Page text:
County Judge—John Bartlett.
County Attorney—E. K. Goodrich.
County Clerk—Joseph Webb,
sheriff—C. T. Ryan.
Tax Collector—Damaso Lerma.
Tax Assessor—George Champion.
County Treasurer—Edgar L. Hicks
County Surveyor—A. W. Amthor.
Sup. Pub. In.—E. H. Goodrich.
MEN MUST NOT DRING
Use of Intoxicants Forbidden by
Management of Railroad.
As a resutl of an investigation
Conducted by the management of
the Delaware. Lackawanna & West
ern railroad, following the recent
disastrous wreck a: Corning, N. Y .
an order has been issued to the em
ployes of the transportation .-ervice
forbidding the use of intoxicant .
either while off or on duty. All
clasps of employes directly connect
ed with the movement of trains are
prohibited from using their time
while off duty in any manner that
may unfit them for .lie same, prompt
and efficient performance of their
duties. This rule applies particular
ly to men who spend their time off
duty playing cards.
WE HAVE INSTALLED
A large corn sheller at
Corpus Chri.-ti, and are in
position to buy all the ear corn
you have to ship. Kindly w’rite,
Rire or phone us at Corpus Christi.
If you will ship any corn in car load
lots, and we will make the top mar
ket price on same.—Taylor Grain &
Hay Co.. Wholesale Buyers. Corpus
Christ!, Teras. 7-24-1 m
SCHLITZ BEER OH TAP
* * * * * v •> * * 4 4 * f
RAILROAD TIME TABli.'
! -I- ****** V
Nt. Louis, Brownsville & Mexico
No. 102 leaves 4:40 a. ra. .
No. 104 leaves 3:50 p. in. •
No. 101 arrives 10:50 p. ra
No. 103 arrives 11:40 a. in.
No. 122 leaves 9:45 a. m.
No. 121 arrives 6:00 p. m.
To points up tno valley. ‘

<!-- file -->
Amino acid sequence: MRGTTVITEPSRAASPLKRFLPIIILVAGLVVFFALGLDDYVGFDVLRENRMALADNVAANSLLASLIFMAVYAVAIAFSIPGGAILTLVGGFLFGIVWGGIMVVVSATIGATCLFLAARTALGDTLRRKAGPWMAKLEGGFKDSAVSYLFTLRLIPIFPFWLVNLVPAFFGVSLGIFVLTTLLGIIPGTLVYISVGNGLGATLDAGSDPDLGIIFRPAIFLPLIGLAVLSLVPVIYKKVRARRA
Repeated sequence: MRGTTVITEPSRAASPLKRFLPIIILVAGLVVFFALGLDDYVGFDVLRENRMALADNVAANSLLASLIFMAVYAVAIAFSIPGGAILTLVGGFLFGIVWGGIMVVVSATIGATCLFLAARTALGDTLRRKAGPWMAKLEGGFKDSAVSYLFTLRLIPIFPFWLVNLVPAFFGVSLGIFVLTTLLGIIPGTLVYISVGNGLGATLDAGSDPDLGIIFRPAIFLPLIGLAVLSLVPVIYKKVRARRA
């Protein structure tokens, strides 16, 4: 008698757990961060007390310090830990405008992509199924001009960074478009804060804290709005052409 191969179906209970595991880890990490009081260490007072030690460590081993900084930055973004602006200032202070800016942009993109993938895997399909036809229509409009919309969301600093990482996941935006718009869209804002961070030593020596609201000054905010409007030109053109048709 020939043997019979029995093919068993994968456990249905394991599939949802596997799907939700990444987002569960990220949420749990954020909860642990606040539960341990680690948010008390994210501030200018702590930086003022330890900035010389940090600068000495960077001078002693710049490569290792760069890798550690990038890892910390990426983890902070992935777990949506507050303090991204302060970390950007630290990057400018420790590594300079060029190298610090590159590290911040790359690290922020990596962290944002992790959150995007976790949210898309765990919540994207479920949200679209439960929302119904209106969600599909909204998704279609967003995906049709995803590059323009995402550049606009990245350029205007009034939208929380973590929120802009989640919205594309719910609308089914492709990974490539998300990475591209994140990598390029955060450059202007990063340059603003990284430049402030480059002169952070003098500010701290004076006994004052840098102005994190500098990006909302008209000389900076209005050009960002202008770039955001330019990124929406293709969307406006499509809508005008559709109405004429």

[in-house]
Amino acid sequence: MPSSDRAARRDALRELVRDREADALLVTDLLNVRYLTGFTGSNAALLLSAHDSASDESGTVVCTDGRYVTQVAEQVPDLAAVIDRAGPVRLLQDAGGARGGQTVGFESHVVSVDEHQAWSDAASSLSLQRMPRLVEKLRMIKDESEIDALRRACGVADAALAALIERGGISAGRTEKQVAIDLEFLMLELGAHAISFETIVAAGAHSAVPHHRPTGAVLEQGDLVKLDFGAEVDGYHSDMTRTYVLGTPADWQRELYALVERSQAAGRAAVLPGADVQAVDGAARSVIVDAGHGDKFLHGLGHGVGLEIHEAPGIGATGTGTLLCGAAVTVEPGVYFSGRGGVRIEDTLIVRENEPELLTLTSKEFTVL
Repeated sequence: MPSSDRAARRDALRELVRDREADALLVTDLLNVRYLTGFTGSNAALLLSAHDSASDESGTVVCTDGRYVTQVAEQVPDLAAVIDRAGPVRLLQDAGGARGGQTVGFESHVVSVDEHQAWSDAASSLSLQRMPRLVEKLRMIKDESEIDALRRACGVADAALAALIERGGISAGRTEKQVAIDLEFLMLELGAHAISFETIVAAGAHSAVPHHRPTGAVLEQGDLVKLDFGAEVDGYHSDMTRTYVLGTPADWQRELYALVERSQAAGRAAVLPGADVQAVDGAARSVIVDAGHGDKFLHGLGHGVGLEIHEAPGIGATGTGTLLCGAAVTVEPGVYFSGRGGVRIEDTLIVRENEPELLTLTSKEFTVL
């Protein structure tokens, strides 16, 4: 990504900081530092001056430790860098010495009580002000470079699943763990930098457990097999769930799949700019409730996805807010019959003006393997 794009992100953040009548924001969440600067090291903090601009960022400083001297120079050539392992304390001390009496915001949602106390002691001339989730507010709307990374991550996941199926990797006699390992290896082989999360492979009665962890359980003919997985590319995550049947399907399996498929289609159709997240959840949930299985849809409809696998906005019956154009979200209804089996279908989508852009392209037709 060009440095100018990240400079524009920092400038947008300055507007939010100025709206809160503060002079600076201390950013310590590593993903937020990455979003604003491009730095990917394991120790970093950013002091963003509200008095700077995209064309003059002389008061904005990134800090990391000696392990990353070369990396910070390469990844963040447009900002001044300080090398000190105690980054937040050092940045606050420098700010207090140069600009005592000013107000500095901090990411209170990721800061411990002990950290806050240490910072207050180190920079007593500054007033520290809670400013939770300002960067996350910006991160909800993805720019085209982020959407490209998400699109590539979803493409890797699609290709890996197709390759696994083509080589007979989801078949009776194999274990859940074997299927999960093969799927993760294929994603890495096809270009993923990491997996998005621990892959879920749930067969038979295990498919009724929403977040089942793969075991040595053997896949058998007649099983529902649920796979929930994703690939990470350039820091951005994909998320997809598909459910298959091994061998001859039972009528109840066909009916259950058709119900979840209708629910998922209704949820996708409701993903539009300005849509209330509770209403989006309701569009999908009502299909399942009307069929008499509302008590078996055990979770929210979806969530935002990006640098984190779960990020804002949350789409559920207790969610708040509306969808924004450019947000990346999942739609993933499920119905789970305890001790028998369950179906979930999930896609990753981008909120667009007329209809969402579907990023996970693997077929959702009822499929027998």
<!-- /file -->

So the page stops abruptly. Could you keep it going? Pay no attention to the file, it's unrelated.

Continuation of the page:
No. 124 leaves 3:10 p. m. i
No. 123 arrives 10: 15 a. m.
National Lines of Mexico.
Passenger dep<it at Matamor*. ,..,4
Monterey & Intermediate Poipts.
Leave—7:16 a m. ' V \
Arrive—7:00 p. m. ’ \
Between Brownsville and Point
Effective Saturday, May 11, 191f,
Days other than Saturday, Sunday
Brownsville Point Isabel
Lv 8:30 a. ra. Ar 10:00 a. m.
Ar 6:00 p. ra. Lv 4:30 p. m.
Saturday t ^ A
f.v 11:00 a. m. Ar 12.30 p m.
Ar 6:00 p. ra. Lv 4:30 p. m.
Lv 7:oo p. ra. Ar 8:30 pfin.
Ar 8:30 a. m. Lv 7:00 a. m.
Lv 11:00 a m. Ar 12:30 p m.
Ar 9:30 p. m. Lv 8:00 p. m.
Ar 8:30 a. m. Lv 7:^0
Lv 11:00 a. m. Ar 12:30 p m.
Ar 6:00 p. m. Lv 4:30 p. m.
Non-Skid Tires ,v‘
Supreme by "test of
hardest service, arc
the one positive security
against skidding on any Jr
kind of road, at all seasons
RAM MONEY TC RAY CREDITORS
Nearly $6000.00 in Cash Realized During the
First Five Days, But Much More is Needed.
. " -— •*
Again the Prices have been Chopped Down. Everything
Now Cut to the Very Limit.
WE MUST HAVE THE MONEUOllR WHAT IE SACRIFCE
^ __ -r
. - “ . tf7
Our Big Price Tags Tell the Tale of Awful Slaughter
$11.00 Iron Beds, 2 Inrh continuous
Tubing now . $5.90
$22.00 B.*a*s Beds, 2 inch posts,
guara'iteed not to tarnish and in
sure*. for 5 years, now . . $12.75
$55.00 Guaranteed and insured
P.-ass Beds, the roost magnificent
’Jeds ever shown in the Valley,
now . $34.50
$20.00 Sideboards, fine design.
now .. $11.75
$40 Mission Buffetts, In best waxed
Early English, now .... $23.50
$90.00 Circassian Walnut Buffets,
one of t* * finest Buffets ever
brought ii-to the Valley, . $49.00
, *■ »*»§
Mixed Mattretges, thick heavy one*.
now . $1.79
Heavy thick all cotion Mattreaaea,
now •••;. $4.25
114.00 i'otton Felt, Guaranteed Mat
tresses, now . $8.75
As further inducement we are giving away absolutely Free, this month:
ONE $60.00 BUGGY ONE $9 50 PARLOR TABLE.
ONE $29 00 DRESSER ONE $4 75 PLATE RACK.
ONE $9.50 ROCKER ONE SET OF $2 KNIVES & FORKS
Walker Bros-Hancock to.
| Wholesale and Retail.
? * i 1
xml | txt